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A group of scientists set out to learn whether hot gas in galaxy clusters is as thick as honey sliding off a spoon or as smooth as milk being stirred in a coffee cup.
The result is a recent study that looked at how hot gas found in the Coma galaxy cluster behaves by using two weeks of observations from NASA's Chandra X-ray Observatory. The researchers observed that despite being abundant in the galaxy cluster, the hot gas had low viscosity (so more like milk).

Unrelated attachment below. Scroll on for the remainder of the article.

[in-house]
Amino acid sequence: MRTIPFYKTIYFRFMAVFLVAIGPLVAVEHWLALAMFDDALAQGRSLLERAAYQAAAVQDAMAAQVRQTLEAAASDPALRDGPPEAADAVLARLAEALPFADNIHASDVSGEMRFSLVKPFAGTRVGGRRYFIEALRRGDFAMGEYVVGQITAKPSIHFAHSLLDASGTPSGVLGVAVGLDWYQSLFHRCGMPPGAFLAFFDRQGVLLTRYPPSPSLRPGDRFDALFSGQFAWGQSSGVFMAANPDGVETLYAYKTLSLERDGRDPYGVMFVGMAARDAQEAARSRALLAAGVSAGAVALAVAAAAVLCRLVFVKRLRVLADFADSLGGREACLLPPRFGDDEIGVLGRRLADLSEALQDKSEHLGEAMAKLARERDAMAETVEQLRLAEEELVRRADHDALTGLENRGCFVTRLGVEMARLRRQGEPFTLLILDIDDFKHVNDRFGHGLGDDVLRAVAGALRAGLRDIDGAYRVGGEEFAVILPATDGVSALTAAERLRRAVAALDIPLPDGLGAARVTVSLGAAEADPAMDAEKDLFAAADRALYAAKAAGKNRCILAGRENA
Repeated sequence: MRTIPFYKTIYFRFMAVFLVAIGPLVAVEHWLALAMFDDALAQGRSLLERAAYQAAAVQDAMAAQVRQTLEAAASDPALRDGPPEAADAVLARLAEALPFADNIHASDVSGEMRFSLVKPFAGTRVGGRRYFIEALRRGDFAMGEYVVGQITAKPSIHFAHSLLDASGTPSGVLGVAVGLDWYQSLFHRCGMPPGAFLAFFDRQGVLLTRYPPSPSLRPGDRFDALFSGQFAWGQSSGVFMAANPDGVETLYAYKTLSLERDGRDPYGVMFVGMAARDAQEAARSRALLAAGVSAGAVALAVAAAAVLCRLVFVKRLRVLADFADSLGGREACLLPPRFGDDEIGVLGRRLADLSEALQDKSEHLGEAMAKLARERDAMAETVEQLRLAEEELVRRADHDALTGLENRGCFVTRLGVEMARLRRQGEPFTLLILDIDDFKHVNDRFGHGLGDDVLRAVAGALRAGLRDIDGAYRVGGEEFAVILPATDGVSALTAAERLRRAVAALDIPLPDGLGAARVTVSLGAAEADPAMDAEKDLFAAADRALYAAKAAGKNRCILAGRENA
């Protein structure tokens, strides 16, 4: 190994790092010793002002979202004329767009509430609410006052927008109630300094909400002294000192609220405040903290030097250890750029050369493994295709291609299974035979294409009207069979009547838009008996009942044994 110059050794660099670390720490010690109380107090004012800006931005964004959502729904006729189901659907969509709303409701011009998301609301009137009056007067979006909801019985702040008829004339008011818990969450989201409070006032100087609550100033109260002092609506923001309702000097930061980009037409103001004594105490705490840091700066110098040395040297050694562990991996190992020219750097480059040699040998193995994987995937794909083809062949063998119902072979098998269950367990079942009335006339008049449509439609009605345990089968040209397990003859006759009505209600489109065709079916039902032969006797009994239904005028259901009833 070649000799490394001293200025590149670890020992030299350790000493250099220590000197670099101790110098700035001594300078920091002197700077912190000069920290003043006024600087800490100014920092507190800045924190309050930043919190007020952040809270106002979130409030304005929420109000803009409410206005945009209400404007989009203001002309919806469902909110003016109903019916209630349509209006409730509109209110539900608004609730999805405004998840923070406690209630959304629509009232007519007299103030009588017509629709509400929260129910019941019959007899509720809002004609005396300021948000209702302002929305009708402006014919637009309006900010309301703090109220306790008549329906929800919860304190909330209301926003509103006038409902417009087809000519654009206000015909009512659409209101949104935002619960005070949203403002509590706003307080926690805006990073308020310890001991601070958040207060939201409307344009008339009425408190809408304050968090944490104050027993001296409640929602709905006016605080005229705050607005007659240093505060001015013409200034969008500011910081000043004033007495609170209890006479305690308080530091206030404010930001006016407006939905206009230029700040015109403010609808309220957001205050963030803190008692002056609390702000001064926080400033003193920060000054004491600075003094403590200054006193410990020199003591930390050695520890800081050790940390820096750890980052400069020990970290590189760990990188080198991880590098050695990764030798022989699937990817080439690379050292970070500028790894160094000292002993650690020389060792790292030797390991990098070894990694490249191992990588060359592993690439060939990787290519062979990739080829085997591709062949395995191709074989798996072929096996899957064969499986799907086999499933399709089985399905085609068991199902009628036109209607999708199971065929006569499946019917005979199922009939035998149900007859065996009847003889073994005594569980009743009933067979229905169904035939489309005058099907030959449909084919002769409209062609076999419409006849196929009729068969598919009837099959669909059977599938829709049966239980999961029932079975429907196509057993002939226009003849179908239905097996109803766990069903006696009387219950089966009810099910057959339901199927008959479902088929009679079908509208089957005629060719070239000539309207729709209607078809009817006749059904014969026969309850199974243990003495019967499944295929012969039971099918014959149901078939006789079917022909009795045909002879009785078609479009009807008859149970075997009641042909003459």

Finding - Gas - Viscosity - Coma - Irina
"Our finding suggests that gas viscosity in Coma is much lower than expected," Irina Zhuravleva, a researcher at the University of Chicago and lead author of the study, said in the statement.
The scientists suspect that the reason for the low viscosity of the hot gas could be small-scale irregularities in the cluster's magnetic field. Those irregularities reduce the distance the gas particles can travel freely and therefore has an effect on the viscosity of the gas, according to the statement.
Galaxy - Clusters - Components - Galaxies - Matter
Galaxy clusters have three main components — individual galaxies, dark matter and gas that measures in the millions of degrees in Fahrenheit or Celsius. It's that third component that the scientists focused on in the new research.
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